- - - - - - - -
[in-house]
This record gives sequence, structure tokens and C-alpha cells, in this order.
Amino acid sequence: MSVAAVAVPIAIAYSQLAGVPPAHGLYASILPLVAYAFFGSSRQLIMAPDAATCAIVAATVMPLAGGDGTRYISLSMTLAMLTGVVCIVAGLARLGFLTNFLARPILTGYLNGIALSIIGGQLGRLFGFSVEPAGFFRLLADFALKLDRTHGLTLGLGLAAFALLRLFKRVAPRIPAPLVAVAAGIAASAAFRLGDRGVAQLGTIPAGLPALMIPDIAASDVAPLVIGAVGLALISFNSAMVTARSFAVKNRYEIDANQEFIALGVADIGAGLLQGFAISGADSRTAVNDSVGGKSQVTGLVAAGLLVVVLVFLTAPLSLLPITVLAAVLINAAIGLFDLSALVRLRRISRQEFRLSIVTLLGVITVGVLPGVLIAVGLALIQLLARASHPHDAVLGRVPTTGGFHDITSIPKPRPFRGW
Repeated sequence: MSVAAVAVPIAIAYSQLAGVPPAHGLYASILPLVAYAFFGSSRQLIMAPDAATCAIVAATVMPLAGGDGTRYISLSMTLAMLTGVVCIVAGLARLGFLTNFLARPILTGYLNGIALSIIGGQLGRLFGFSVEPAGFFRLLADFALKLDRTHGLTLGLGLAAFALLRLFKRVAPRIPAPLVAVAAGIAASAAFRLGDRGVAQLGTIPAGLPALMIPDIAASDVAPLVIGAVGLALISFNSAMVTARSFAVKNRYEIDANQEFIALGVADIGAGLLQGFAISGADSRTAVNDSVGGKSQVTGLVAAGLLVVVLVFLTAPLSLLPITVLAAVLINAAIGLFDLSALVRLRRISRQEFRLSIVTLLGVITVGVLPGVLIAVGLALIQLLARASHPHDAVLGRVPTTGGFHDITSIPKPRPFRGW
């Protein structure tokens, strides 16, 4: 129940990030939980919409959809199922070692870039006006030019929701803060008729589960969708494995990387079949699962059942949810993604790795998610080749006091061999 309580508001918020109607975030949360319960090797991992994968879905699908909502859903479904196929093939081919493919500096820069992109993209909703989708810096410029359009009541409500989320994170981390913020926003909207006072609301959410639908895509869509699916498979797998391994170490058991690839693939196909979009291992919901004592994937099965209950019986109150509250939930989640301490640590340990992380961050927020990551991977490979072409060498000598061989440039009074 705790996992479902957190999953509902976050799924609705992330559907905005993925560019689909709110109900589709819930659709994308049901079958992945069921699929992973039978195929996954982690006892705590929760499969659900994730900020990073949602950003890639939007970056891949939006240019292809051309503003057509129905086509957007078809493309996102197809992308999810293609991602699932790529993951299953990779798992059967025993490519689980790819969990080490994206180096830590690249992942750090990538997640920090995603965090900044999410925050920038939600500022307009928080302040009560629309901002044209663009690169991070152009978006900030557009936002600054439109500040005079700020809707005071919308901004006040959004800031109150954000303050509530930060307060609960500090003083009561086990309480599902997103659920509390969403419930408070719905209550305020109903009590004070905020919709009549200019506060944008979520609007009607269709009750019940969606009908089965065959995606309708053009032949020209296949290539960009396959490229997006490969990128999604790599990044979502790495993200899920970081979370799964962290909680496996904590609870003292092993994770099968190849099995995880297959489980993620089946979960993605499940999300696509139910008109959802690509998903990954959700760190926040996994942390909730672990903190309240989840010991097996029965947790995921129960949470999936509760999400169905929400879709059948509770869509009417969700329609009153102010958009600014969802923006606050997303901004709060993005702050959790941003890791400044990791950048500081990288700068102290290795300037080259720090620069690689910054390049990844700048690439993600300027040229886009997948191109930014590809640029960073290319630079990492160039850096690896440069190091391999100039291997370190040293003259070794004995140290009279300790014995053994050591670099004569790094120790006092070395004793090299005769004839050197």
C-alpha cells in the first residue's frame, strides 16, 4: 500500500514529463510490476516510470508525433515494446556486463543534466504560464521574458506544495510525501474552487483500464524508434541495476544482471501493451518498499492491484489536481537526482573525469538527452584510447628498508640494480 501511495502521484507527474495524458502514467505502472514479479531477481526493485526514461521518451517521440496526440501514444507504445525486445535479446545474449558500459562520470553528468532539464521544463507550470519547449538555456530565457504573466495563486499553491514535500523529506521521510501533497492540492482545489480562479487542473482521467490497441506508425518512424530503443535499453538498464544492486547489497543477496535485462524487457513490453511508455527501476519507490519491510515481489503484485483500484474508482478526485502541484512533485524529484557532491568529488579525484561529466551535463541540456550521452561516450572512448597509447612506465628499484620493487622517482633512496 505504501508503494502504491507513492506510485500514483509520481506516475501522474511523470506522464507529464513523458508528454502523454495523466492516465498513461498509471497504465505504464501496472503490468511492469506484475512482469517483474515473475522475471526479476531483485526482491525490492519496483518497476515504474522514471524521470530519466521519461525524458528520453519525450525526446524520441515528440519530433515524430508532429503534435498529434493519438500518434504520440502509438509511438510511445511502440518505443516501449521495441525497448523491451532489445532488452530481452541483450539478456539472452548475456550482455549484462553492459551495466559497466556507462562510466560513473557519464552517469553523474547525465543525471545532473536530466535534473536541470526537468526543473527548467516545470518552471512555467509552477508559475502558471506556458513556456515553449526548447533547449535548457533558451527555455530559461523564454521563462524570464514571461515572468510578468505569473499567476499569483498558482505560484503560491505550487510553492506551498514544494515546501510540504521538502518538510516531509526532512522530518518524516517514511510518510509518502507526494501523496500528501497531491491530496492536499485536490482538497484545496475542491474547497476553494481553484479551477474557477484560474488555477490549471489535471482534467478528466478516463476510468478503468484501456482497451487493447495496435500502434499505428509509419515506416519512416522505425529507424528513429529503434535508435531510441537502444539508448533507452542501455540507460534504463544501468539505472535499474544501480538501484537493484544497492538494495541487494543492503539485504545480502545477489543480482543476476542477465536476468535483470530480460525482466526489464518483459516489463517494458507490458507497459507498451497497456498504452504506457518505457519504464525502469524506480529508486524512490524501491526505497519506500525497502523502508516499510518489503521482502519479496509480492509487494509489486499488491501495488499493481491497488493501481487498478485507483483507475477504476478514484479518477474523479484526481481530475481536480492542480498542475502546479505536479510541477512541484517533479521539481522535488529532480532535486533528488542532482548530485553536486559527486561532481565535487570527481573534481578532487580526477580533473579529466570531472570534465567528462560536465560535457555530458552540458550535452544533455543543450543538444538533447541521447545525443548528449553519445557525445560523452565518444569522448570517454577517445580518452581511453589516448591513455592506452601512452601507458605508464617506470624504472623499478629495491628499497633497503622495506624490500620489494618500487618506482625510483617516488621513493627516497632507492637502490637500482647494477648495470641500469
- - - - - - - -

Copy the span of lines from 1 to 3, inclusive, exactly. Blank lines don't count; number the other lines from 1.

[in-house]
This record gives sequence, structure tokens and C-alpha cells, in this order.
Amino acid sequence: MSVAAVAVPIAIAYSQLAGVPPAHGLYASILPLVAYAFFGSSRQLIMAPDAATCAIVAATVMPLAGGDGTRYISLSMTLAMLTGVVCIVAGLARLGFLTNFLARPILTGYLNGIALSIIGGQLGRLFGFSVEPAGFFRLLADFALKLDRTHGLTLGLGLAAFALLRLFKRVAPRIPAPLVAVAAGIAASAAFRLGDRGVAQLGTIPAGLPALMIPDIAASDVAPLVIGAVGLALISFNSAMVTARSFAVKNRYEIDANQEFIALGVADIGAGLLQGFAISGADSRTAVNDSVGGKSQVTGLVAAGLLVVVLVFLTAPLSLLPITVLAAVLINAAIGLFDLSALVRLRRISRQEFRLSIVTLLGVITVGVLPGVLIAVGLALIQLLARASHPHDAVLGRVPTTGGFHDITSIPKPRPFRGW